SINGAPORE (AFP) – Oil prices fell on profit-taking in Asian trade Monday after the end of the two-week standoff between Britain and key crude producer Iran over 15 captured British sailors, dealers said.
They said however that concerns over tight motor fuel reserves in the United States had limited the decline.
At 2:50 pm (0650 GMT), New York’s main oil futures contract, light sweet crude for delivery in May fell 42 cents to 63.86 dollars a barrel from 64.28 dollars a barrel in late US trades Thursday.
Brent North Sea crude for May delivery fell 33 cents to 67.91 dollars.
Both markets were closed for the Good Friday holiday.
“Before a long weekend… traders tend to be more cautious and hold long positions. Now that it is after the long weekend, we see a bit more downward correction,” said Victor Shum, an analyst with energy consultancy Purvin and Gertz in Singapore.
But he added that “pricing remains strong relative to what it was before the seizure” of the British naval personnel, who returned to London last Thursday following their release by Tehran.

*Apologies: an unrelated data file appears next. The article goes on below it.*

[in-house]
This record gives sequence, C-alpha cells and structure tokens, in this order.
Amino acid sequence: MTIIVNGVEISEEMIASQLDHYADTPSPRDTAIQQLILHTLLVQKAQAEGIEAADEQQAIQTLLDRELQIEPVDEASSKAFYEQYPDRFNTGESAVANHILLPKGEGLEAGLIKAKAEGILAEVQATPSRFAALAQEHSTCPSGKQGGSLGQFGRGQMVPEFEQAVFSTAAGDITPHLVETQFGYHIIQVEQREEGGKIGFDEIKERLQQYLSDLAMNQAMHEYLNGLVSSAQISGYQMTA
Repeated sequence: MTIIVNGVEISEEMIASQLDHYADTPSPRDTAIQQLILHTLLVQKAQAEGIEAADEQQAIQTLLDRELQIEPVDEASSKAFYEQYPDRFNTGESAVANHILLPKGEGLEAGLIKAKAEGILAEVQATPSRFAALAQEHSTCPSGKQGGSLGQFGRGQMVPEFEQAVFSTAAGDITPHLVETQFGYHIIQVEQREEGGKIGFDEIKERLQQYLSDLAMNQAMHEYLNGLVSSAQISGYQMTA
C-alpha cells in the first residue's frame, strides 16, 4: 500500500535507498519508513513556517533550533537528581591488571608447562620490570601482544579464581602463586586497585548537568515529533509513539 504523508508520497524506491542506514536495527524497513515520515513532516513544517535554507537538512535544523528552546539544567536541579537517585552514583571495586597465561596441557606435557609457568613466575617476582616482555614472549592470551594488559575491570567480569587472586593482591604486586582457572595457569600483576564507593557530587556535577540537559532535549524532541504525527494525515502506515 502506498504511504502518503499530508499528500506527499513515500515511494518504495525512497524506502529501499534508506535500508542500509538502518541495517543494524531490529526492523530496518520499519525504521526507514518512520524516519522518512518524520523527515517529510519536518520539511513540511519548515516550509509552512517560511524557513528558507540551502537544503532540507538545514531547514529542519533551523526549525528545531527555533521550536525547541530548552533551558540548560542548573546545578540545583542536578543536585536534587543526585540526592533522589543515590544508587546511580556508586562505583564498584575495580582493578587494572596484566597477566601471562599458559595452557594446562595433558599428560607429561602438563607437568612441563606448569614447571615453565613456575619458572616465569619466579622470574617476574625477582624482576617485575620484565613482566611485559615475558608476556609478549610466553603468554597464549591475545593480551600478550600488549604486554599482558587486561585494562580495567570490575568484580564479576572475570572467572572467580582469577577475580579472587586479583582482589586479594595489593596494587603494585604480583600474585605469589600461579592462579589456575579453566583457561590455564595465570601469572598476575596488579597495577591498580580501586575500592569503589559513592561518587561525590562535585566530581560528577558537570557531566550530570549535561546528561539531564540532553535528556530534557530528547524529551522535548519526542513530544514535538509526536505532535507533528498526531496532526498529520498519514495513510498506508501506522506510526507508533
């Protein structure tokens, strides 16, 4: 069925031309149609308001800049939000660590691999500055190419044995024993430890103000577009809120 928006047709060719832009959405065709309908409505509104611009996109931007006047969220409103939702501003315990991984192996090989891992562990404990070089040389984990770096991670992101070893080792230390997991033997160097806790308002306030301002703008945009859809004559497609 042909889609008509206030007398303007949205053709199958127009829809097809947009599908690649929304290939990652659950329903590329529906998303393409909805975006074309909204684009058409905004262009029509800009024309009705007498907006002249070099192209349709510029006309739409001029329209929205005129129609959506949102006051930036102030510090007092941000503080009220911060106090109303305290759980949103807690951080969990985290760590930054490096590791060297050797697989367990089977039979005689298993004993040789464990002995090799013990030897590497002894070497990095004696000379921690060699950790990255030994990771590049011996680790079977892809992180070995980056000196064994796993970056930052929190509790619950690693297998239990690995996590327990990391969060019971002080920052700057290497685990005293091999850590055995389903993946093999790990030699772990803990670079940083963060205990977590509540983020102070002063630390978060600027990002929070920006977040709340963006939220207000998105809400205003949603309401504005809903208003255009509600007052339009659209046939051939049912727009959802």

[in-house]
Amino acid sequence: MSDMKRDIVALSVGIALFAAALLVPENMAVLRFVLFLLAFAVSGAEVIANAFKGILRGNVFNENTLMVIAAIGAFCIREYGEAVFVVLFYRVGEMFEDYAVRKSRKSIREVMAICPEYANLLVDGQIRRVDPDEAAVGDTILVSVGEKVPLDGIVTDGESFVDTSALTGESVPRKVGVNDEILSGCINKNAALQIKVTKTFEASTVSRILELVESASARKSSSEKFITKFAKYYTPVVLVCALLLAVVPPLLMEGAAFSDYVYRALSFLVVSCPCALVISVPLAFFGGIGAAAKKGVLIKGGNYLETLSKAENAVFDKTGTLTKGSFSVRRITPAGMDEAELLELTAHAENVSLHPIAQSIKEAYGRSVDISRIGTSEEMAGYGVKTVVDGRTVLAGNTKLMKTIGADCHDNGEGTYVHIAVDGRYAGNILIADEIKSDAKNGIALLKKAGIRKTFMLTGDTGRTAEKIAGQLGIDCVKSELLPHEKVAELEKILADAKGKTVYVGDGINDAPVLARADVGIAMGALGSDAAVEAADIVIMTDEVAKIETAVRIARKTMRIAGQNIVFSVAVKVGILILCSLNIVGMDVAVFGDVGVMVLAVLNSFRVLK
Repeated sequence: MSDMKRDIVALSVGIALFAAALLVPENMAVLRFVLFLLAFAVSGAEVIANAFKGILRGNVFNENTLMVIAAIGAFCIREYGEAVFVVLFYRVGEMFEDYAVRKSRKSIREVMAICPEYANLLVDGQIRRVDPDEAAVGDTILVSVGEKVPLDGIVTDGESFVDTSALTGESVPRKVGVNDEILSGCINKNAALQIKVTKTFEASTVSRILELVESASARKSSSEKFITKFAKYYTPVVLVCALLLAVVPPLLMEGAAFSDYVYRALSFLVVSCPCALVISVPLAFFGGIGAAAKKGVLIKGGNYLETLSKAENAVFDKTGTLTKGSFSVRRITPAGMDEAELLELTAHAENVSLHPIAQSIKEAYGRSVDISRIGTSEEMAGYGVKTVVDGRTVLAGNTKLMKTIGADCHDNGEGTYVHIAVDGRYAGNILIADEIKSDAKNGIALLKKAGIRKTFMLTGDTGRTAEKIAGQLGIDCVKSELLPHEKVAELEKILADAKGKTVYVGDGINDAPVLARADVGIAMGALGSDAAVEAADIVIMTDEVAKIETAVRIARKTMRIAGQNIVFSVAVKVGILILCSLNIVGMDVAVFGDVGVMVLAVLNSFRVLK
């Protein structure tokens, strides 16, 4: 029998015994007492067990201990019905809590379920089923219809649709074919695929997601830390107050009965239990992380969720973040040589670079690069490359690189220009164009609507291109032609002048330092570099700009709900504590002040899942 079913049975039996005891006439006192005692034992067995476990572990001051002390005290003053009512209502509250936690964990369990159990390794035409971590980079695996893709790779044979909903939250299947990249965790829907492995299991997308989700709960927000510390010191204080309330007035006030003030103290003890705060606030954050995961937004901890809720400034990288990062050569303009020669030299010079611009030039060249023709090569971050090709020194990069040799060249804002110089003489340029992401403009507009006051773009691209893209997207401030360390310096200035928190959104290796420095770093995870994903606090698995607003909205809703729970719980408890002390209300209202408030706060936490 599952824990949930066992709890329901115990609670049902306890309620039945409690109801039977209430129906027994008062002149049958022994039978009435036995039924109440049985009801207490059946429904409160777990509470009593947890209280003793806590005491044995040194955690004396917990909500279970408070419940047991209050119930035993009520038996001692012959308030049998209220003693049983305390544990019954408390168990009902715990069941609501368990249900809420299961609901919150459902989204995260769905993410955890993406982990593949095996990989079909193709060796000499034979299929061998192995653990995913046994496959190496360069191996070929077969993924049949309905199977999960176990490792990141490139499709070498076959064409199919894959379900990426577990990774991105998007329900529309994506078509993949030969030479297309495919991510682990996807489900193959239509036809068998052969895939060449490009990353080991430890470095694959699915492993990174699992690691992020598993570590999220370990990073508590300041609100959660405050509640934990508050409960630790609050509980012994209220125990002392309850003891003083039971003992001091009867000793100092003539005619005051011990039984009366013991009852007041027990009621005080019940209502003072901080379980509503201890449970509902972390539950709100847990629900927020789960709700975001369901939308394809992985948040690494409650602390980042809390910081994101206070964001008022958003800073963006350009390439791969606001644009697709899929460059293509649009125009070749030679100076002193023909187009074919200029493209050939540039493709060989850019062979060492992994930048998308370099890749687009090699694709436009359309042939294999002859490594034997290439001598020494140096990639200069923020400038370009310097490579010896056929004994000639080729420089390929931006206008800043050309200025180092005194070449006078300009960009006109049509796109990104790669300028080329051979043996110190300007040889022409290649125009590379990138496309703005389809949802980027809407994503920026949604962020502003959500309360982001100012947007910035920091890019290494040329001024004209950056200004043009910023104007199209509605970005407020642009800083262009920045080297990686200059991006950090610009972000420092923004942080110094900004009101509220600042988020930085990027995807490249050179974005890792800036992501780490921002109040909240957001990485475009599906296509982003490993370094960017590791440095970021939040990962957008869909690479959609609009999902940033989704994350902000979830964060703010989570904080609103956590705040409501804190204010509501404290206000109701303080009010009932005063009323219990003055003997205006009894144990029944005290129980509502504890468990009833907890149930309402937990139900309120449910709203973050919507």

Shum added that tightening gasoline supply and prevailing geopolitical risks are keeping crude prices from dipping too much.
US gasoline (petrol) reserves plummeted by five million barrels last week, against market forecasts of a drop of just 300,000 barrels.
Falls in US gasoline inventories in the first quarter have raised concerns over motor fuel supply ahead of the peak driving season which starts next month when many Americans hit the roads for vacation.
The United States is the world’s biggest energy consumer.
“Pricing remains robust because the market finds support in the tightening product markets and there could be higher demand for crude oil as US refineries are coming out of spring maintenance,” Shum said.
“There are also lingering geopolitical concerns like Iran’s nuclear ambition and Nigeria’s upcoming general elections which may spur civil unrest and threaten supply disruptions.”
Two Turkish engineers were kidnapped on Friday night in volatile oil-rich southern Nigeria, underlining the continued risks to the country’s oil industry.